Many times, during the coffee breaks, they come to me and tell their discoveries:
But then I a not a dupe; I am worth something.”
I have always applied those things, but nobody has never recognised me any merit.”
“My colleagues have always regarded me as a bit crazy, as I knew how to deal with crazy people.”
They told me I was behaving as a social worker (an insult in the police force!); I was applying solid scientific knowledge instead!”
I remember the words of a Chief Patrol of a Flying Squad, who had been concerned with cases of family quarrels for a long time. He was attending one of my courses about the management of people’s emotions by police members. I was especially dealing with a particular practice, Validation, a process of grammar reading of the behaviour of aggressive people.
But why are we not taught those things in initial professional training? We do not get any training, apart from the knowledge of procedures and how to fill in a form; especially nothing like this “Validation” which could help us a lot, if only we knew it. Every time we have to invent our action, without knowing that we could apply knowledge researched at a scientific level.
And we come back to office thinking we were lucky as we narrowly escaped being beaten as well. And so you pass from one quarrel to another with a feeling like “Shit, how lucky! It ended well” or “Shit, another quarrel!”
If someone could teach us, we’ll feel more real professionals, and less mere executors of procedures on how to calm down furious people. To have in your mind such a tool—as Validation—would mean to act intelligently, trying to understand the state of mind of the people involved and act consistently.
In every professional action we would feel tested in our professional intelligence and we would so internalize a feeling of professional self appraisal instead of the feeling of just collecting failures.
These are statements collected in the field; however when I run a training course for the police, they are always able to find their own expansions and translations of the instrument of “Validation” in their daily activities, i.e. the managing of personnel and consumers and the development of professional relations. The outcome is invariably constant: the possibility of getting aware of their own professionalism is well received, as it allows them to give a meaning to their own professional activities. That develops a process of revitalisation and self appraisal. And self appraisal produces an attitude of professional motivation.
I gave examples from the professional contexts of State Police, but the knowledge and awareness of communicative codes grammars and registers are important in any profession. If you add that all of this takes place in a multitude of cultural contexts - especially in Italy, a country so variegate from an anthropological point of view - can you think it possible to simply reduce communication issues to a technical appendix of professional knowledge? I do not think so.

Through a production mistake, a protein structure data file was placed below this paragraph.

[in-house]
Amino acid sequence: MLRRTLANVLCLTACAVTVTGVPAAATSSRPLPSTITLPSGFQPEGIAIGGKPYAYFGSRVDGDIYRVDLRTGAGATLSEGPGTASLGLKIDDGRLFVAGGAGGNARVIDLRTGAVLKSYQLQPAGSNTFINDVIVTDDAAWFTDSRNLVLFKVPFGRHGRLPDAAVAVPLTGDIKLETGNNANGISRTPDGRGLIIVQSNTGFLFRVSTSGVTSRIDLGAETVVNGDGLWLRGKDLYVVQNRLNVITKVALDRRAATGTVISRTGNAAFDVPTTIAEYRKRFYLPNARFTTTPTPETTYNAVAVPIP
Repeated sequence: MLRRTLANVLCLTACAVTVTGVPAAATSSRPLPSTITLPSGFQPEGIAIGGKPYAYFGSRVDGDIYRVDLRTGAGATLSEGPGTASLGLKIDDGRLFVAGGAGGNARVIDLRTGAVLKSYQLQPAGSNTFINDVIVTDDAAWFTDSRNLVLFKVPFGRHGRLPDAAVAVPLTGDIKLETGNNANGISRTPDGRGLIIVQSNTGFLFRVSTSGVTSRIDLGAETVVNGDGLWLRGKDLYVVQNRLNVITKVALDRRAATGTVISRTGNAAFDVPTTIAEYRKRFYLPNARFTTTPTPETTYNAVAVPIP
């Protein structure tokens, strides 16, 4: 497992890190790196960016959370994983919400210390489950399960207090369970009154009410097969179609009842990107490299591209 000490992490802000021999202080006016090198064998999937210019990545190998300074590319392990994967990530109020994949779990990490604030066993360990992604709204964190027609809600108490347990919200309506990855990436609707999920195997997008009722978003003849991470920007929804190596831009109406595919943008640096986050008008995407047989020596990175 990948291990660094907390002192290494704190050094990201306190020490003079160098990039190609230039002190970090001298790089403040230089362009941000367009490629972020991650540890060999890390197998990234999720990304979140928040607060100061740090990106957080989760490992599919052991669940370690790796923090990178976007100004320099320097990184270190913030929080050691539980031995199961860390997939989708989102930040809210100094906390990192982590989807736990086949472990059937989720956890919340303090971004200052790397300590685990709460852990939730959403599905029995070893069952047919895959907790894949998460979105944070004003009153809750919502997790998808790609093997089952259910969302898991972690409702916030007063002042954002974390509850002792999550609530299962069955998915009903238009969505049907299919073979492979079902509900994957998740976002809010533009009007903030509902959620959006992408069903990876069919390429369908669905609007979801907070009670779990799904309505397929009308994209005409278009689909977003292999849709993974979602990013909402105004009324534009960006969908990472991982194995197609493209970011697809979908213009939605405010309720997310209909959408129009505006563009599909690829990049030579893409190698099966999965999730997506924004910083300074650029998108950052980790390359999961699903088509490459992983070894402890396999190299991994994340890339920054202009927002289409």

There is much work to do on this second “wing” as regard training: on the development of this dimension it depends any professional performance and intelligent professional relation. It should be a training able to raise the awareness of the power of communicative skills not only in those who lack this talent but also in those who already possess it; both could get out of an obvious and banal attitude to their own professionalism.

A voyage through the disease of a doctor

I had a dearest friend: a doctor, the Head of the Heart Ward in a public hospital. I used to tell him: “You are not just a doctor, but every inch a doctor” for the consciousness and devotion he worked with. An athletic figure, never a health problem, at sixty he found out he had a brain cancer. He was told he had 6 month life left. “A bolt from the blue” - as he said-“ has hit me.” He had to retire: he could no longer take decisions on the lives of other people.

He started chemotherapy, to slow down the devastating effects of the disease. But as a doctor he was deeply aware of what was happening to him. And sufferance started as well: sleepless nights, loss of appetite, pains.
I urged him to write down what he was living though. He did and told me that while writing, his nights passed away more smoothly. He lived two more years, alternating periods in hospital and at home.
Of things he did write many and I suggested that his work was worth publishing. “Find it a title,” I told him. At the start he thought I was kidding, but then he was persuaded by my reasoning: it was important that such a person as he was, estimated by his colleagues and the many people he had met and cured, should leave such an extraordinary and professional message.
Not only did he find a title but a publisher as well. He insisted to have an introduction by me in his 125 page book, “Nemesis, A voyage through the disease of a doctor.”“Nemesis,” he explained, “is the goddess who represents the vengeance of the gods.”